All the gadgets dangling from a fly fisher’s vest or lanyard may bewilder someone new to the sport. The bulging vest pockets or compartments may seem mysterious as well. Do fly fishers really need all that stuff?
If you’re new to fly fishing, here are ten must-have items for your fly vest or lanyard or satchel. If you’re a veteran, perhaps the list will remind you why you clip on or carry these items:
1. Fly Box
Obviously. But it’s worth giving this some thought.
You want a sturdy, waterproof fly box to hold your flies for your fly vest. Go with one box if you can. Traveling lighter has its advantages. For a single box, I like something with double compartments—one for dry flies and one for wet flies (nymphs and streamers). As much as I like to travel light, though, I’ve succumbed to two boxes.
This is one of those dangly items clipped to your fly vest or lanyard.
Ideally, it will be connected to a retractor so that you can pull the nippers away from your fly vest. So what do nippers do? Well, they “nip” the excess line from your knots or “nip” off a piece of tippet.
Nippers also have a pointed piece (think needle) which you can use to punch out the head cement from the eye of a hook or to help you untangle a knot.
These are also known as hemostats (or hemos). You need a pair of these scissor-like devices so you can remove a hook from a fish’s mouth. Trust me, using forceps does a lot less damage to a fish’s mouth than reaching into it with your fingers. The corollary is that using forceps does a lot less damage to your fingers if you’re dealing with an 18-inch brown with sharp teeth!
You can pinch these to your vest or lanyard. But I still prefer to connect a pair of forceps to a retractor. Otherwise, you’ll accidentally drop them in the river or get them plucked off by the brush.
4. Spools of tippet
Some fly fishers have five or six spools of tippet hanging outside their fly vest or (like me) tucked away in a pocket. Tippet is the material you tie on the end of your leader so that it corresponds properly to the size of your fly.
The more I fly fish, the fewer tippet sizes I use. I go with 6x (lighter) for tiny flies like size #18 or #20. I’ve even used 5x successfully on these sizes. Then, 3x or 4x (heavier) for larger flies—particularly large stonefly nymphs and streamers. Thus, I’m carrying four spools at the most.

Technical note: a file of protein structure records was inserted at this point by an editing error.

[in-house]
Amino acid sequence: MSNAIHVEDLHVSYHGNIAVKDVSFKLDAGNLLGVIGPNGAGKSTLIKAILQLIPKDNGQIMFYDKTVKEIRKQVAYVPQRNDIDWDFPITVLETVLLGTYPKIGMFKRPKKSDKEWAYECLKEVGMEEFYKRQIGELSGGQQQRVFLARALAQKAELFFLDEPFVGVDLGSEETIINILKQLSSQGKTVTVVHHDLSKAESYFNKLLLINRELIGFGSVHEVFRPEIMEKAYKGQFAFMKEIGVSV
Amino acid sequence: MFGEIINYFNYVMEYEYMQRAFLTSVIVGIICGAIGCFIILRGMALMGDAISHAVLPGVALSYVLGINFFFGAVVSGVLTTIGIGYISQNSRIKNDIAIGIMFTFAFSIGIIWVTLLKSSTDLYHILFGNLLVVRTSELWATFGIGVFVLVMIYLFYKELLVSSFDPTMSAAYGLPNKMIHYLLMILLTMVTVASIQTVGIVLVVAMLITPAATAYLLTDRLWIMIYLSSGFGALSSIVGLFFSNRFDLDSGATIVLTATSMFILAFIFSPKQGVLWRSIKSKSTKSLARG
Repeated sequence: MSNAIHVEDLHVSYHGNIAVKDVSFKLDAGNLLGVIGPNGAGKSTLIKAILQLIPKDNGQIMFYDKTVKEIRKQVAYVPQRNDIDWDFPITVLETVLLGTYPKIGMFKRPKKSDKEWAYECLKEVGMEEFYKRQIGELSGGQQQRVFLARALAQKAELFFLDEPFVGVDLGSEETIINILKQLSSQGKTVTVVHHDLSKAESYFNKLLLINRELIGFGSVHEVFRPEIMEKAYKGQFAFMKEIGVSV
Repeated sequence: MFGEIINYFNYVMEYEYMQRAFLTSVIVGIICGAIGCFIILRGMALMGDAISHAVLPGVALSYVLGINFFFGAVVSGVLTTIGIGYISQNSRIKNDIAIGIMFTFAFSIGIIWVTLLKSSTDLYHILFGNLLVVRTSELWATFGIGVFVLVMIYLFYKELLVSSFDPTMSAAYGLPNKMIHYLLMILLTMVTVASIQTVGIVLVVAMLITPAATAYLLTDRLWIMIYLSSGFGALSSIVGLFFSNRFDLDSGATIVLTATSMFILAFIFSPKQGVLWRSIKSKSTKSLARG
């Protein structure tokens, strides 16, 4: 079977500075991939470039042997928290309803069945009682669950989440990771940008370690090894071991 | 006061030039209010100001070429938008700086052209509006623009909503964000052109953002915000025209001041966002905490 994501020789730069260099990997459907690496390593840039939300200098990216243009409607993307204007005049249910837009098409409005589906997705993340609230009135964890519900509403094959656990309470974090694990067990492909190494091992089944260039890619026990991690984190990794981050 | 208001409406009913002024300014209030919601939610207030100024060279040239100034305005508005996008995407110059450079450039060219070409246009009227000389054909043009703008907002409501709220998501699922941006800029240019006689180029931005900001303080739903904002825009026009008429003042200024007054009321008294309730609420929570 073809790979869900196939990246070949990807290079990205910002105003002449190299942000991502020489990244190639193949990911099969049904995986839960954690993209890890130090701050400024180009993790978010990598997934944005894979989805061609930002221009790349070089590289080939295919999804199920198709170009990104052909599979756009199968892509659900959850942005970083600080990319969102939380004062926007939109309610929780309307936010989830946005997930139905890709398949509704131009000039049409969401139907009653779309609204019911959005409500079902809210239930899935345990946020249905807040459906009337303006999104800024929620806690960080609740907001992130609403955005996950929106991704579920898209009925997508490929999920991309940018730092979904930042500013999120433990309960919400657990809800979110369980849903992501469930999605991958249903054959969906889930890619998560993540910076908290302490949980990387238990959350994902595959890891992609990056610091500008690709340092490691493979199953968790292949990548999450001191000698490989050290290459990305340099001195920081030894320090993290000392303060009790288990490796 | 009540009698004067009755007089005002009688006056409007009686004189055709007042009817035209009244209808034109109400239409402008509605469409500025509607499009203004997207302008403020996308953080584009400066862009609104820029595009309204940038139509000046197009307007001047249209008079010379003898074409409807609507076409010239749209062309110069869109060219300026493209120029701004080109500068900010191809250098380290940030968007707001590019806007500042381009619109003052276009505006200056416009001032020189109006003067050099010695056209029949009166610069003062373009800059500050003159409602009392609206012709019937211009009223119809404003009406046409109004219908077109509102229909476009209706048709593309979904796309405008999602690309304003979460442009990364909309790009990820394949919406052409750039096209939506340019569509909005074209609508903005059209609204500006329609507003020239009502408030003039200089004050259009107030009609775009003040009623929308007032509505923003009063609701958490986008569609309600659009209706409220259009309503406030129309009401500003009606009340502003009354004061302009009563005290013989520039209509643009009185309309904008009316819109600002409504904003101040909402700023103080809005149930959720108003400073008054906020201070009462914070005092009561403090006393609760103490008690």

A few fly fishers I know go through leaders like chewing gum. Others claim to use the same leader for an entire season, tying new pieces of tippet on it as needed. Whatever your preference, it’s always good to carry a few spare leaders. You never know when a vicious tangle or wind knot will make a new leader make sense.
Plus, if you’re fairly new to fly fishing and a bit slow at tying on tippet, you can always put on a new leader if you need to go from 4x to 6x tippet in a hurry—especially in low light at the end of the day!
6. Strike indicators
These are imperative for fishing nymphs unless you’re one of the few who goes by feel. I do not. I need to see the little plastic bobber (sorry, that’s what it is) “bob” or disappear to know that I have a strike.
You’ll find different varieties of strike indicators — including the little plastic ones I just described. Have someone at a fly shop show you how to attach and remove them quickly.
Unless you use weighted flies exclusively, you’ll want some small split shot to add to your nymphs and streamers. Even when I use beadhead flies or even streamer patterns I’ve weighted with wire as I’ve tied them, I still occasionally add a small split shot or two.
Please use environmentally-friendly split shot (no lead). In some watersheds, they are required.
8. First Aid Supplies
You can buy a first aid kit, although I prefer to assemble my own (to save space). At the very least, carry a few band aids, first aid cream (such as Neosporin), and some pain reliever. Mosquito repellant is a good idea, too.
9. Dry Fly Floatant and Drying Powder
You need to keep those dry flies as dry as possible!
While a couple of false casts can help, it’s important to put some kind of floatant on them before you fish. You’ll also want a small bottle of powder or crystals into which you can insert your dry fly after it has gotten water-logged (yes, the floatant only works for a while).
The options for these products are legion. Go to a fly shop to see what’s available.
I’ve recently started putting a small headlamp in my vest. It works must better than a flashlight because it’s “hands free.” It’s a safety device, but it also helps in tying on a size #18 parachute Adam in the dusk when you come across a run with rising trout.
There are other gadgets. You’ll want to carry water, and you may pack a lunch. But go as light as possible. If you have the items above, you’ll have everything you need for a good day on the river.